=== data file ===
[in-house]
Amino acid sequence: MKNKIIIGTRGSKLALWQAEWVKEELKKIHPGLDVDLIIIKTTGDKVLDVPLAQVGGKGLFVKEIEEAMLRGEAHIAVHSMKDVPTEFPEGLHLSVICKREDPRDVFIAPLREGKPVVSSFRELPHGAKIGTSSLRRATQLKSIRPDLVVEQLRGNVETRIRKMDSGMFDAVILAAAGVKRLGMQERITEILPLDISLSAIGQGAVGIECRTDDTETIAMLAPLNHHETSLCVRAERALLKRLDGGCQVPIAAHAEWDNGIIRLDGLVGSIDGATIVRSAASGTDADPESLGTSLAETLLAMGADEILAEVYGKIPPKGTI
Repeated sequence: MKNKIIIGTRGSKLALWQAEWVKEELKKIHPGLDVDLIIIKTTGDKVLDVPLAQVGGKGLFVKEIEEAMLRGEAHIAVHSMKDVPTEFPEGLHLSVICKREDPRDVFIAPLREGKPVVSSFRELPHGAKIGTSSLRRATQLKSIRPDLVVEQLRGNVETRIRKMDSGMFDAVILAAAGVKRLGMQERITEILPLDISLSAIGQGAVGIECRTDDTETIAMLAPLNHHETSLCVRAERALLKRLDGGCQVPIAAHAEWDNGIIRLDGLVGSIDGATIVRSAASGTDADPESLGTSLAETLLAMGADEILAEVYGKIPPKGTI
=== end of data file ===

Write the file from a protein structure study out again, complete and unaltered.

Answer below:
[in-house]
Amino acid sequence: MKNKIIIGTRGSKLALWQAEWVKEELKKIHPGLDVDLIIIKTTGDKVLDVPLAQVGGKGLFVKEIEEAMLRGEAHIAVHSMKDVPTEFPEGLHLSVICKREDPRDVFIAPLREGKPVVSSFRELPHGAKIGTSSLRRATQLKSIRPDLVVEQLRGNVETRIRKMDSGMFDAVILAAAGVKRLGMQERITEILPLDISLSAIGQGAVGIECRTDDTETIAMLAPLNHHETSLCVRAERALLKRLDGGCQVPIAAHAEWDNGIIRLDGLVGSIDGATIVRSAASGTDADPESLGTSLAETLLAMGADEILAEVYGKIPPKGTI
Repeated sequence: MKNKIIIGTRGSKLALWQAEWVKEELKKIHPGLDVDLIIIKTTGDKVLDVPLAQVGGKGLFVKEIEEAMLRGEAHIAVHSMKDVPTEFPEGLHLSVICKREDPRDVFIAPLREGKPVVSSFRELPHGAKIGTSSLRRATQLKSIRPDLVVEQLRGNVETRIRKMDSGMFDAVILAAAGVKRLGMQERITEILPLDISLSAIGQGAVGIECRTDDTETIAMLAPLNHHETSLCVRAERALLKRLDGGCQVPIAAHAEWDNGIIRLDGLVGSIDGATIVRSAASGTDADPESLGTSLAETLLAMGADEILAEVYGKIPPKGTI